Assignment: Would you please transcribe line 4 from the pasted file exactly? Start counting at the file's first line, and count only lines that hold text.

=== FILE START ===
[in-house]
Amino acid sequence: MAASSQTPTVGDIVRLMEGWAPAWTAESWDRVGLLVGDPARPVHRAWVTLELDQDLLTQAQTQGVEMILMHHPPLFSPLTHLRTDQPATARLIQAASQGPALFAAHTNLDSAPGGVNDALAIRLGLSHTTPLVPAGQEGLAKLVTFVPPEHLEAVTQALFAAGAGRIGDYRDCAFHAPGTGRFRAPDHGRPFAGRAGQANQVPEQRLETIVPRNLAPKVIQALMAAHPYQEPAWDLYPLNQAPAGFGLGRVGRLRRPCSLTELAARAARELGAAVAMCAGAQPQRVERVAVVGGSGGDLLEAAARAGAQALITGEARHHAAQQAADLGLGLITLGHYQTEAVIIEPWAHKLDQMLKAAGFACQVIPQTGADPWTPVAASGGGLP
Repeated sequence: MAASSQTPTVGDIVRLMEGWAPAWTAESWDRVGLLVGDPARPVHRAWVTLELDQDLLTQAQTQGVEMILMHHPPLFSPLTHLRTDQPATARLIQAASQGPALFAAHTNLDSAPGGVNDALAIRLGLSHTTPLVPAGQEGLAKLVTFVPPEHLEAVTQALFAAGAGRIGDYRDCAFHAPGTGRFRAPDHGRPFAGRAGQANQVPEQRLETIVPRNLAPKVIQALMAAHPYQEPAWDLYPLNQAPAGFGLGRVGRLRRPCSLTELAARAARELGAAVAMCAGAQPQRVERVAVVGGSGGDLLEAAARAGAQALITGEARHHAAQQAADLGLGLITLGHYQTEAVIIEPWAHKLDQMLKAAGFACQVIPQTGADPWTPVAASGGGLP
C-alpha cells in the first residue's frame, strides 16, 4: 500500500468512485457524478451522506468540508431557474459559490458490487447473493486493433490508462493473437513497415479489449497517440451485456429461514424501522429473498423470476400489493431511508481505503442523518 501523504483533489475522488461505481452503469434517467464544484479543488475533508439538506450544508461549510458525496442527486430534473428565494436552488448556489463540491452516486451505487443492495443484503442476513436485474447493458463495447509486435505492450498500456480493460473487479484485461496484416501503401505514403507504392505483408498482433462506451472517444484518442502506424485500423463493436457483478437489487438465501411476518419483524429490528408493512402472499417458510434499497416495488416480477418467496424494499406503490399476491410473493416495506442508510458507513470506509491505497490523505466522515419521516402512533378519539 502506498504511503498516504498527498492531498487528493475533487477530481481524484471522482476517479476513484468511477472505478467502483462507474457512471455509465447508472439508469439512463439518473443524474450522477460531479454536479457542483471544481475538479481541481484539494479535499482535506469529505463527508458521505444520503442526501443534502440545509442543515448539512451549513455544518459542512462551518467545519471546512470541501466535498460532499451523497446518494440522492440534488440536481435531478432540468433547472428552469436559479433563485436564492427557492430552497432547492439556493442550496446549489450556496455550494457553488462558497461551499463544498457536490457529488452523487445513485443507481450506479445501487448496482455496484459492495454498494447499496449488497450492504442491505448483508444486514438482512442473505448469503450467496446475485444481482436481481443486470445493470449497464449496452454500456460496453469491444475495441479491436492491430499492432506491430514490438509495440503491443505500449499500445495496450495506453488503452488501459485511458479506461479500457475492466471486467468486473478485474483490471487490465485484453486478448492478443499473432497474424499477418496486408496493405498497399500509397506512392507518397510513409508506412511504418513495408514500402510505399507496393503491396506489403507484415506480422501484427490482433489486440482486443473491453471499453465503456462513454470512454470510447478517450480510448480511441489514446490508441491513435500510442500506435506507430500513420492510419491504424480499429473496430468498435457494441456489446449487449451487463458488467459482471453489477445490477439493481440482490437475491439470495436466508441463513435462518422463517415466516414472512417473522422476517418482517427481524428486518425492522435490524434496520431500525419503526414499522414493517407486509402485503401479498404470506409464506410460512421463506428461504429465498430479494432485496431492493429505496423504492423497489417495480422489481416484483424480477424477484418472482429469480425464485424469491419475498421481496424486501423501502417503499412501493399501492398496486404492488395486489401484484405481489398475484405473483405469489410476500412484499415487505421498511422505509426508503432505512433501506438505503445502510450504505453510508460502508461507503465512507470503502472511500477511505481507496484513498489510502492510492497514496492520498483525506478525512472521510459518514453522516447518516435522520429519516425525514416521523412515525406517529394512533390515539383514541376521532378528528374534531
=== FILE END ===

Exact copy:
C-alpha cells in the first residue's frame, strides 16, 4: 500500500468512485457524478451522506468540508431557474459559490458490487447473493486493433490508462493473437513497415479489449497517440451485456429461514424501522429473498423470476400489493431511508481505503442523518 501523504483533489475522488461505481452503469434517467464544484479543488475533508439538506450544508461549510458525496442527486430534473428565494436552488448556489463540491452516486451505487443492495443484503442476513436485474447493458463495447509486435505492450498500456480493460473487479484485461496484416501503401505514403507504392505483408498482433462506451472517444484518442502506424485500423463493436457483478437489487438465501411476518419483524429490528408493512402472499417458510434499497416495488416480477418467496424494499406503490399476491410473493416495506442508510458507513470506509491505497490523505466522515419521516402512533378519539 502506498504511503498516504498527498492531498487528493475533487477530481481524484471522482476517479476513484468511477472505478467502483462507474457512471455509465447508472439508469439512463439518473443524474450522477460531479454536479457542483471544481475538479481541481484539494479535499482535506469529505463527508458521505444520503442526501443534502440545509442543515448539512451549513455544518459542512462551518467545519471546512470541501466535498460532499451523497446518494440522492440534488440536481435531478432540468433547472428552469436559479433563485436564492427557492430552497432547492439556493442550496446549489450556496455550494457553488462558497461551499463544498457536490457529488452523487445513485443507481450506479445501487448496482455496484459492495454498494447499496449488497450492504442491505448483508444486514438482512442473505448469503450467496446475485444481482436481481443486470445493470449497464449496452454500456460496453469491444475495441479491436492491430499492432506491430514490438509495440503491443505500449499500445495496450495506453488503452488501459485511458479506461479500457475492466471486467468486473478485474483490471487490465485484453486478448492478443499473432497474424499477418496486408496493405498497399500509397506512392507518397510513409508506412511504418513495408514500402510505399507496393503491396506489403507484415506480422501484427490482433489486440482486443473491453471499453465503456462513454470512454470510447478517450480510448480511441489514446490508441491513435500510442500506435506507430500513420492510419491504424480499429473496430468498435457494441456489446449487449451487463458488467459482471453489477445490477439493481440482490437475491439470495436466508441463513435462518422463517415466516414472512417473522422476517418482517427481524428486518425492522435490524434496520431500525419503526414499522414493517407486509402485503401479498404470506409464506410460512421463506428461504429465498430479494432485496431492493429505496423504492423497489417495480422489481416484483424480477424477484418472482429469480425464485424469491419475498421481496424486501423501502417503499412501493399501492398496486404492488395486489401484484405481489398475484405473483405469489410476500412484499415487505421498511422505509426508503432505512433501506438505503445502510450504505453510508460502508461507503465512507470503502472511500477511505481507496484513498489510502492510492497514496492520498483525506478525512472521510459518514453522516447518516435522520429519516425525514416521523412515525406517529394512533390515539383514541376521532378528528374534531